Sheriff Mack: Upholding rights, not enforcing law, purpose of police and sheriffs

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Charles H. Featherstone/Columbia Basin Herald Former Graham County, Arizona Sheriff Richard Mack spoke on the constitutional responsibility of law enforcement officers Friday in Moses Lake.

MOSES LAKE — It’s not the job of police officers and sheriff’s deputies to write tickets, break down doors or bust drug users, according to former Graham County, Arizona Sheriff Richard Mack.

In short, it’s not the job of “law enforcement” to “enforce the law,” Mack explained. Rather, the job of sworn peace officers is to “secure these rights” outlined in the Declaration of Independence and the U.S. Constitution.

“We, the law enforcement community, our job is to guard the republic, guard the Constitution, and guard our liberty,” Mack told a group of people gathered at Big Bend Community College’s Wallenstien Theater on Saturday night.

“Liberty. That’s what we are after. That the goal here. Not writing tickets or seizing homes,” he said.

Mack was in Moses Lake to speak on behalf of the organization he founded, Constitutional Sheriffs and Peace Officers Association (CSPOA), and let concerned Grant County residents know that there is “a peaceful, effective and constitutional solution” to the problem of a federal government run amok.

And that solution involves sworn peace officers — police and sheriff’s deputies — adhering to their oaths as put forth in Article Six of the U.S. Constitution, Mack said.

“We can take America back one county and state at a time,” he said. “Sheriffs and chiefs of police have a duty to uphold the Constitution.”

If law enforcement did that job, Mack said there would be far fewer innocent people languishing in prison.

“Our job is to secure rights,” he said.

As an example of how peace officers should behave, he showed a video of an Albany County, New York deputy who was asked by managers of the local airport to remove a young woman who was handing out pamphlets informing people they could opt out of a full body scan at airport security. The deputy refused, saying that she was perfectly entitled by the First Amendment of the U.S. Constitution to hand out pamphlets in the airport.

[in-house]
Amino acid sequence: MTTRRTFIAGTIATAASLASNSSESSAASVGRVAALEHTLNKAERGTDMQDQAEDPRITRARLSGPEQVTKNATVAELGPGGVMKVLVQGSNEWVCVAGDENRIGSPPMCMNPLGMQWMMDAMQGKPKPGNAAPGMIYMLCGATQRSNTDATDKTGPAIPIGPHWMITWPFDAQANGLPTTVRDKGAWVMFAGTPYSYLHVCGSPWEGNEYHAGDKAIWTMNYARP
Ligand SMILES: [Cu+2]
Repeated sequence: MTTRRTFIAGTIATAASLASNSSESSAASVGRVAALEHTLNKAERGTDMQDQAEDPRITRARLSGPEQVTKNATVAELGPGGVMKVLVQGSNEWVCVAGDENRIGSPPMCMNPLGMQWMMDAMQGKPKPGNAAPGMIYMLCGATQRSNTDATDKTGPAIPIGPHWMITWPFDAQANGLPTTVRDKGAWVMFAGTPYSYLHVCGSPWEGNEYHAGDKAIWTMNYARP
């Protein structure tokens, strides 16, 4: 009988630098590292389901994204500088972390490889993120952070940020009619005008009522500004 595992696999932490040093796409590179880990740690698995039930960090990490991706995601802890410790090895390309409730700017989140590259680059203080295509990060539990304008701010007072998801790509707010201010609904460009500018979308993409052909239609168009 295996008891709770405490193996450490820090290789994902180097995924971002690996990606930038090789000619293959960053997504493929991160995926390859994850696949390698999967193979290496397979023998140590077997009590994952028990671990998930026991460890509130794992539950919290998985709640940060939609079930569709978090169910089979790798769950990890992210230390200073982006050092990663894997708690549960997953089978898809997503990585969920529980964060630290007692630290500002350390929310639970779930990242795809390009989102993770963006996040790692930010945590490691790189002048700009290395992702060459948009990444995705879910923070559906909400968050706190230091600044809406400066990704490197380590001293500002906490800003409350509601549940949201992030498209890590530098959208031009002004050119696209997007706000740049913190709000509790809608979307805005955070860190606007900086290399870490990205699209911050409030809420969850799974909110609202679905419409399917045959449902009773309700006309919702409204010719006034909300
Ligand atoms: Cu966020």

“How many deputies would have done this?” Mack asked. “He’s got it right.”

And as an example of how peace officers should not do their job, Mack showed a video of a Stockton, California, man whose apartment was stormed by deputies early one morning because his wife — who was not there at the time — was delinquent on her student loan payments.

“It’s hard to do your job right when you don’t know what it is and you aren’t trained the right way,” he said.

No peace officer has a duty to enforce “unjust laws,” Mack said. And whether a law is just or not is not solely the responsibility of the courts, Mack added.

“The person who swore the oath has the responsibility,” he explained. “They have to know and understand and love and cherish the Constitution.”

That’s what CSPOA does — it informs law enforcement officers and local elected officials of the constitutional responsibility of the oath they swore when elected or appointed to their positions.

Because local, county and state governments are not merely administrative appendages of the federal government, Mack said, and cannot be compelled to enforce federal laws.

“The feds are not our boss,” he said.

Mack reminded those gathered that they can start small, with their local elected officials, and once people “achieve liberty” locally, “it will catch on.”

“We bestow all power. Are we forgetting that? We can take it back,” he said.

Charles H. Featherstone can be reached at

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